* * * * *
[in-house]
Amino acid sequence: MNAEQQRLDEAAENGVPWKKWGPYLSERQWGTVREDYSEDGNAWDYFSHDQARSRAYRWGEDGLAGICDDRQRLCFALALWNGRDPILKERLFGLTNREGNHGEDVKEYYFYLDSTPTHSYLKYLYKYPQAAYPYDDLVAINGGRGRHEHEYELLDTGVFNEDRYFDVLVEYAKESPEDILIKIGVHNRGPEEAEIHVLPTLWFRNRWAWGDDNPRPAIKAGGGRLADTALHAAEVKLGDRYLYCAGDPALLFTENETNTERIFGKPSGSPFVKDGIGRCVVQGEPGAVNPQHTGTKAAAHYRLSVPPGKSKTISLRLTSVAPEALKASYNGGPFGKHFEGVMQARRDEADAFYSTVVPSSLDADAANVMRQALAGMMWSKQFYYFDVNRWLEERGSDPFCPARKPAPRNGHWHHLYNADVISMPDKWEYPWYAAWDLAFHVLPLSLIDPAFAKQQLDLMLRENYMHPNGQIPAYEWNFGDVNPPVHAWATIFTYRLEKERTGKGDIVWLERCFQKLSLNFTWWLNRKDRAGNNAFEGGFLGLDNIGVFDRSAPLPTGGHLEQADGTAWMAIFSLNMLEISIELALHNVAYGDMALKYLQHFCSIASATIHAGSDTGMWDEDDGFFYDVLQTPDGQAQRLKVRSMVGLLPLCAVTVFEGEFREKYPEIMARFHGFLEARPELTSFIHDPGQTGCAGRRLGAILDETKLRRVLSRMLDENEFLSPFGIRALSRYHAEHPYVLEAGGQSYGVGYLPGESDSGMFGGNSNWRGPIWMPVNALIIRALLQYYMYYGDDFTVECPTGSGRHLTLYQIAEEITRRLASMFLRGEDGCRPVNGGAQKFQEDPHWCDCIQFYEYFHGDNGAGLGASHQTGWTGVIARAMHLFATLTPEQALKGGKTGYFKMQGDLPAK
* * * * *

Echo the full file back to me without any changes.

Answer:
[in-house]
Amino acid sequence: MNAEQQRLDEAAENGVPWKKWGPYLSERQWGTVREDYSEDGNAWDYFSHDQARSRAYRWGEDGLAGICDDRQRLCFALALWNGRDPILKERLFGLTNREGNHGEDVKEYYFYLDSTPTHSYLKYLYKYPQAAYPYDDLVAINGGRGRHEHEYELLDTGVFNEDRYFDVLVEYAKESPEDILIKIGVHNRGPEEAEIHVLPTLWFRNRWAWGDDNPRPAIKAGGGRLADTALHAAEVKLGDRYLYCAGDPALLFTENETNTERIFGKPSGSPFVKDGIGRCVVQGEPGAVNPQHTGTKAAAHYRLSVPPGKSKTISLRLTSVAPEALKASYNGGPFGKHFEGVMQARRDEADAFYSTVVPSSLDADAANVMRQALAGMMWSKQFYYFDVNRWLEERGSDPFCPARKPAPRNGHWHHLYNADVISMPDKWEYPWYAAWDLAFHVLPLSLIDPAFAKQQLDLMLRENYMHPNGQIPAYEWNFGDVNPPVHAWATIFTYRLEKERTGKGDIVWLERCFQKLSLNFTWWLNRKDRAGNNAFEGGFLGLDNIGVFDRSAPLPTGGHLEQADGTAWMAIFSLNMLEISIELALHNVAYGDMALKYLQHFCSIASATIHAGSDTGMWDEDDGFFYDVLQTPDGQAQRLKVRSMVGLLPLCAVTVFEGEFREKYPEIMARFHGFLEARPELTSFIHDPGQTGCAGRRLGAILDETKLRRVLSRMLDENEFLSPFGIRALSRYHAEHPYVLEAGGQSYGVGYLPGESDSGMFGGNSNWRGPIWMPVNALIIRALLQYYMYYGDDFTVECPTGSGRHLTLYQIAEEITRRLASMFLRGEDGCRPVNGGAQKFQEDPHWCDCIQFYEYFHGDNGAGLGASHQTGWTGVIARAMHLFATLTPEQALKGGKTGYFKMQGDLPAK